This piece is a commentary, part of The Appeal’s collection of opinion and analysis.
Since the U.S. started experiencing an exponential rise in the number of COVID-19 cases, attention from the public and public health experts alike has focused almost entirely on the pandemic. That’s understandable given the stakes involved, but focusing on COVID-19 without considering its intersection with the overdose crisis will prove to be dangerous and detrimental.
According to data recently released by the Centers for Disease Control and Prevention, opioid overdose deaths decreased by 2 percent between 2017 and 2018, but deaths caused by synthetic opioids, like fentanyl, increased by 10 percent. COVID-19 could worsen this trend. Key prevention strategies—use with someone else, call 911 in the event of an overdose, and carry naloxone—may become much more difficult during this pandemic. Guidance allows for those who are medically stable to take 28 days worth of methadone home, but people who do not have that option have to wait in lines for methadone that have increased dramatically because of social distancing orders, thus putting people at risk for COVID-19 exposure.
If cities and states are placed on total lockdown, people may not be able to access friends or loved ones who normally use drugs. As a result, more people who use drugs may use alone without someone present to administer naloxone or call for medical help in the event of an overdose. If penalties are instituted for breaking quarantines, which has happened in both Australia and in parts of the U.S., people who use drugs may face over-policing for seeking social support or harm reduction services. Trusted social networks—which are incredibly important to the safety of people who use drugs—might also fray during the COVID-19 pandemic. Research has found that many people who use drugs place trust in their dealers as a means to understand risks associated with drug use. And disruptions in access to drugs may also lead to drops in tolerance, which greatly increase a person’s overdose risk. Similarly, if methadone clinics shut down or people lose access to treatment, they will be at an elevated risk for overdose.
COVID-19 could hamper state and local emergency responses to overdose. Evidence already shows that EMS workers have been reluctant to respond to overdoses due to entrenched stigma and irrational fears surrounding coming into contact with fentanyl. During the pandemic, EMS could become so overburdened by coronavirus cases that they may not even have capacity to respond to an overdose.
It may be too soon to know how COVID-19 and changes to global supply chains might impact the manufacturing and distribution of naloxone, but it could become increasingly difficult to get the opioid reversal medication to those who need it most. For now, harm reduction organizations are continuing to distribute essential supplies to their clients while trying to keep themselves and their clients safe. However, in the event of even tighter social distancing efforts, funding cuts, or decreased access to personal protective equipment, harm reduction organizations will be limited in what they can do for their clients, despite being best situated to protect and meet the needs of people who use drugs.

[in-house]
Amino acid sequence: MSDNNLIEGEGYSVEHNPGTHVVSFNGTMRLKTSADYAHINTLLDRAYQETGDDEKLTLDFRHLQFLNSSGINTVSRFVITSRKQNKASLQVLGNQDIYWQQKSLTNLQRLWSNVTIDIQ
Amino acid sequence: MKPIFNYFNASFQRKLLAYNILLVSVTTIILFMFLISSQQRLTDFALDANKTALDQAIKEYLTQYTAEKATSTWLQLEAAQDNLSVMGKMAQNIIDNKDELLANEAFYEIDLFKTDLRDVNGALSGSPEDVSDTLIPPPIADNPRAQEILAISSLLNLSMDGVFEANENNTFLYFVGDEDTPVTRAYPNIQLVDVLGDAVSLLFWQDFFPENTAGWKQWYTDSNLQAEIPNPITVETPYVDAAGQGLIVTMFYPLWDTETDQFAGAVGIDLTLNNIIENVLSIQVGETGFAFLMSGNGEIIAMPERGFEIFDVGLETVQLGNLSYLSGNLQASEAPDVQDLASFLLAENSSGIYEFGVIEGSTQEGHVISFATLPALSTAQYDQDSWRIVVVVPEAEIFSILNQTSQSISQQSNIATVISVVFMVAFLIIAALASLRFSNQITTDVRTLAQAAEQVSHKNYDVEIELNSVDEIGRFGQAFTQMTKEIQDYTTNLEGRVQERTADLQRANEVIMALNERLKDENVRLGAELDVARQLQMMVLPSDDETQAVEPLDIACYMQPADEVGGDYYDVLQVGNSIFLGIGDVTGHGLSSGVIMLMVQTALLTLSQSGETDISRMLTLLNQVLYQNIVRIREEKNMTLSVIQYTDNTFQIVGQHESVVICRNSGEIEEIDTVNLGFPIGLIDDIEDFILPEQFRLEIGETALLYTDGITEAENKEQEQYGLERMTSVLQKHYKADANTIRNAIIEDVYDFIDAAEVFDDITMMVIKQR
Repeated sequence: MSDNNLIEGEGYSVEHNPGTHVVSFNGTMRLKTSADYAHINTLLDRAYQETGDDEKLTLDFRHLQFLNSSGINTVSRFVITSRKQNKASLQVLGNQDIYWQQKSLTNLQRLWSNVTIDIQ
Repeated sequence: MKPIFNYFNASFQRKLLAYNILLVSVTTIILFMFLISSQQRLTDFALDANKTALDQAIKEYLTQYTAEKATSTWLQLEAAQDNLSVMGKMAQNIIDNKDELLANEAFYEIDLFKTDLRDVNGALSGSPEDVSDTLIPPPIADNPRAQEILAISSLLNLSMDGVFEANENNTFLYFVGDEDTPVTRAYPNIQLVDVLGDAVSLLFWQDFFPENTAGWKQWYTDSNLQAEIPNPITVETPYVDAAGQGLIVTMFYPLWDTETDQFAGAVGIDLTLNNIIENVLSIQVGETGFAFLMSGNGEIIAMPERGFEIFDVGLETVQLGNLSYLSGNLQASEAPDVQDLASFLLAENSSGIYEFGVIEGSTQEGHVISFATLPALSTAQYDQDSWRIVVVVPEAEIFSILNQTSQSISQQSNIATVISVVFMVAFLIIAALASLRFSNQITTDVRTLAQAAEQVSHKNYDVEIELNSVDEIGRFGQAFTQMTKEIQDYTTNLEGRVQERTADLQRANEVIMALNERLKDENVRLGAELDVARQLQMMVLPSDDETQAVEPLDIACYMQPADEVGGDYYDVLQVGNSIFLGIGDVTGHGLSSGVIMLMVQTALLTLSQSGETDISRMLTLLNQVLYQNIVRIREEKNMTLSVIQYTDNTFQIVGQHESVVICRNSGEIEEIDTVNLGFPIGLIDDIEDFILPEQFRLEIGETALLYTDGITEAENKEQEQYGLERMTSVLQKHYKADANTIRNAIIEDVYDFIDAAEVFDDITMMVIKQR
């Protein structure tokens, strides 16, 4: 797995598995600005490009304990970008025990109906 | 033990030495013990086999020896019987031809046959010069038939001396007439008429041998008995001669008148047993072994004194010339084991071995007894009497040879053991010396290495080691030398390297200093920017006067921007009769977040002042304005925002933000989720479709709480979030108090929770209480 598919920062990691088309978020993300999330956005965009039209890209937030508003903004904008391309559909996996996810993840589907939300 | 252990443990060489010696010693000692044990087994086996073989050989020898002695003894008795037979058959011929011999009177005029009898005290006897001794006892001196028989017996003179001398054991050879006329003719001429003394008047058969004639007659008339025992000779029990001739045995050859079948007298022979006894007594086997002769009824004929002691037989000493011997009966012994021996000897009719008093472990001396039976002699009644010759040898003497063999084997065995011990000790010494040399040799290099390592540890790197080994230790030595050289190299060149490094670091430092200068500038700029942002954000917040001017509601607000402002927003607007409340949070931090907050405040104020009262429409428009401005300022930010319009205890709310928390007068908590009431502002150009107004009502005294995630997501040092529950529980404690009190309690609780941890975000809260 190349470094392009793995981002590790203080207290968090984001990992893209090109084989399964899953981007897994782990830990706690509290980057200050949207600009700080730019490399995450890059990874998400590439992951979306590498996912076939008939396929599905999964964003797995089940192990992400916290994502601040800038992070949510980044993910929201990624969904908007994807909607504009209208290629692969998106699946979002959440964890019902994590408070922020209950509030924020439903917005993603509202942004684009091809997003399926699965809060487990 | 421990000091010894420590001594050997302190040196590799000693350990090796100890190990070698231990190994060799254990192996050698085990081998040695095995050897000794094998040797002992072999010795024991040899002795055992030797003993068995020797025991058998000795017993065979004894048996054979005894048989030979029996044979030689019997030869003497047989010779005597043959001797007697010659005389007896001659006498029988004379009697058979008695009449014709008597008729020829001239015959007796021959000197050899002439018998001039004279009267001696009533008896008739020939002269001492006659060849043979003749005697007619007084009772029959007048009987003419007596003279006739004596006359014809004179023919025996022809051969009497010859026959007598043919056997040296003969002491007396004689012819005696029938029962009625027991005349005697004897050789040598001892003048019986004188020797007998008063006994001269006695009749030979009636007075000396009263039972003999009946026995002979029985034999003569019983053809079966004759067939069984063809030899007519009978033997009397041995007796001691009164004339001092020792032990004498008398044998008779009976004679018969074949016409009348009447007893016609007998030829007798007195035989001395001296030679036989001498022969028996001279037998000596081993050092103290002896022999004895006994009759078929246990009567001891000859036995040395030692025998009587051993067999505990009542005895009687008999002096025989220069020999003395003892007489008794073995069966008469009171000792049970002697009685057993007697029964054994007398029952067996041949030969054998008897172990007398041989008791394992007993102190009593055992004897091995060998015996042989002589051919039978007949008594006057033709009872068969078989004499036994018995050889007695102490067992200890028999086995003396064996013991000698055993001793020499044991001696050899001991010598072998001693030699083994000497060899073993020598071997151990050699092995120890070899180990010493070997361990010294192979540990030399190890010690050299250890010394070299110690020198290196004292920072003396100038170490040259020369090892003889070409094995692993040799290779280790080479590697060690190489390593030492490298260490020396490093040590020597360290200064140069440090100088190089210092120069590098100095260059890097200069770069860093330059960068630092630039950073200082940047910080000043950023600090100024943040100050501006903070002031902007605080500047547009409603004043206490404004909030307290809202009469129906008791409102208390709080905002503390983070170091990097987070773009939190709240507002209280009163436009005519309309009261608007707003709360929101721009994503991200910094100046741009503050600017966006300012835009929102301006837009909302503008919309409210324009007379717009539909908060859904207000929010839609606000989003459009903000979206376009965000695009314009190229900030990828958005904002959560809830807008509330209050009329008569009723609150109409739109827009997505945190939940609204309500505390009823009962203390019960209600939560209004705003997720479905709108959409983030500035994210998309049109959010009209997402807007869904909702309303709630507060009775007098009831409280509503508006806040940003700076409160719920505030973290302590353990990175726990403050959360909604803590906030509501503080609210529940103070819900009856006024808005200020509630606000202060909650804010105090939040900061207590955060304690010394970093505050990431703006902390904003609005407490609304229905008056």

We all have a responsibility to think about ways to mitigate exacerbating the overdose crisis. We must ensure that hospitals have the capacity to provide care to those who need it most. In Italy, hospitals are completely overwhelmed, which has forced doctors to make dramatic decisions about how to allocate health care. Now that this has become a reality in the U.S., people who experience an overdose may not be able to access the care they need and deserve.
We need to fully support harm reduction organizations. Departments of health should ensure that harm reduction workers have access to personal protective equipment so that they can continue their life-saving work. Although federal, state and county-level budgets will be greatly stressed by a growing economic crisis, they should ensure that funding for overdose prevention efforts continue. Declines in overdose fatalities occurred because we have funded programs that work. Cuts in funding will decrease the capacity to prevent overdoses in a time when people who use drugs are extremely vulnerable.
COVID-19 is creating profound economic and social disruption, but we cannot forget about the ongoing overdose crisis. Now is the time to double down on supporting organizations and overdose prevention measures that we know work.
Jacqueline Goldman is a recent graduate and research assistant at the Brown University School of Public Health. Brandon Marshall is an associate professor of epidemiology at the school.